Hazelnut orchards

A little bit of history

Formerly known for its production of strawberries and plums, the South-West has been transformed since the 1970s and 1980s into the capital of the French hazelnut industry.

Its particularly favourable climate has increased the development of these orchards to 5800Ha in 2020. The majority of orchards (60%) are located in Lot-et-Garonne, followed by Tarn-et-Garonne (20%). On the market side, France consumes 50,000T per year of hazelnuts, which is much more than it produces (10,000T).

Consequently, it imports nearly 80% from abroad, the majority from Turkey, the world's leading producer. Fortunately, the French hazelnut has a good reputation and for good reason, it is distinguished by its range of highly appreciated varieties: Pauetet, Ségorbe, Fertile de Coutard, Corabel, Ennis, Tonda di Giffoni.

Hazelnut harvesting

The harvest period usually starts in September and lasts at least one month. Depending on the earliness of the varieties, some hazelnuts fall off the tree earlier than others, which allows the work to be spread out and each orchard to be harvested in good time

If the hazelnut remains on the ground for too long and in a humid environment, it risks rotting or being eaten by predators. So there is no time to lose when it is time to harvest.

As the orchards are planted in hedges, the farmers first pass through with a windrower (a machine with brushes to gather the hazelnuts in the centre of the rows). Then, several passes with a harvester will be necessary to collect all the hazelnuts. I let you discover this short video explaining the 2022 harvest.

Each variety has its own particularity!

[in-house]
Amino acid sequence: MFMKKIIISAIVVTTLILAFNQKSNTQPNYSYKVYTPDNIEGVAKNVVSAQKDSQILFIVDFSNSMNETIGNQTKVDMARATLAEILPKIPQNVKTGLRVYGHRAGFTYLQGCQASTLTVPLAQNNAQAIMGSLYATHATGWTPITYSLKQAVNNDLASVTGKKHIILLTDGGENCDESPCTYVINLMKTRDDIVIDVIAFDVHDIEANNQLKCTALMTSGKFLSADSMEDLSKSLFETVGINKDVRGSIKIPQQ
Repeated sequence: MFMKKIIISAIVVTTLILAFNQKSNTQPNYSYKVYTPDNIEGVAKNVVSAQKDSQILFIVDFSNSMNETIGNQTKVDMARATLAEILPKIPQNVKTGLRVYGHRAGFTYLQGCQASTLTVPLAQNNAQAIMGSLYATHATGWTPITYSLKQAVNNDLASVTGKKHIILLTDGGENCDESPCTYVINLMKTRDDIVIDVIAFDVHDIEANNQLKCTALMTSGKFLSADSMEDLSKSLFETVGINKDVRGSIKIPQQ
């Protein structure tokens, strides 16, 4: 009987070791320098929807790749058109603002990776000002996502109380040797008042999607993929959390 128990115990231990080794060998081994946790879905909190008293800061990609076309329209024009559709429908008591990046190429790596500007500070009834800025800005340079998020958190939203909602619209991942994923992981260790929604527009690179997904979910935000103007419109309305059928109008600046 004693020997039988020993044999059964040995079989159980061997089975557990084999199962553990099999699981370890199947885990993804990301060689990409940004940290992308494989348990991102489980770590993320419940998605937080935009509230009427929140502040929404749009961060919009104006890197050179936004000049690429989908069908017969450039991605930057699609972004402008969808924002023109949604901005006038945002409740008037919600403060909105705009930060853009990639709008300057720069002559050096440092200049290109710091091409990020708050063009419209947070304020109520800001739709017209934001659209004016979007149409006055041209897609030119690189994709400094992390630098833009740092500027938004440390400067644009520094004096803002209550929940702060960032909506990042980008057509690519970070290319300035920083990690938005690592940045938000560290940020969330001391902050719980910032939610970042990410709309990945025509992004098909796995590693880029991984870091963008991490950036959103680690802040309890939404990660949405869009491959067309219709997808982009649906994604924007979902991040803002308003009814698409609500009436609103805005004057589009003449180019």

We distinguish 2 categories of French hazelnuts, the large calibres (called table hazelnuts) and the small calibres (called hazelnuts for eating). The hazelnuts for the mouth are generally more fragrant and are therefore the favourite of our craftsmen.

Table hazelnuts are aesthetically more imposing and are often used in preparations or simply to garnish delicious dishes. If the harvest allows it, ask for your sample to compare them!

Large sizes:

  • Corabel : a white, firm, naturally sweet and very fragrant flesh
  • Ennis : Very similar to the Corabel, the Ennis is mainly appreciated for its oil content.
  • Tonda di Giffoni : Italian variety from Piëmont, known for its size and pronounced hazelnut flavour
  • Fertile de Coutard : An old variety with an irregular shape, its ivory flesh reveals woody notes.

Smaller sizes:

  • Pauetet : Regularly compared to the Tonda, the Pauetet has a compact and crunchy flesh. Its pronounced hazelnut taste makes it exceptional for pastry making.
  • Segorbe : A larger variety than the Pauetet with a firm flesh. Often used in biscuits, its delicate hazelnut flavour is revealed when roasted.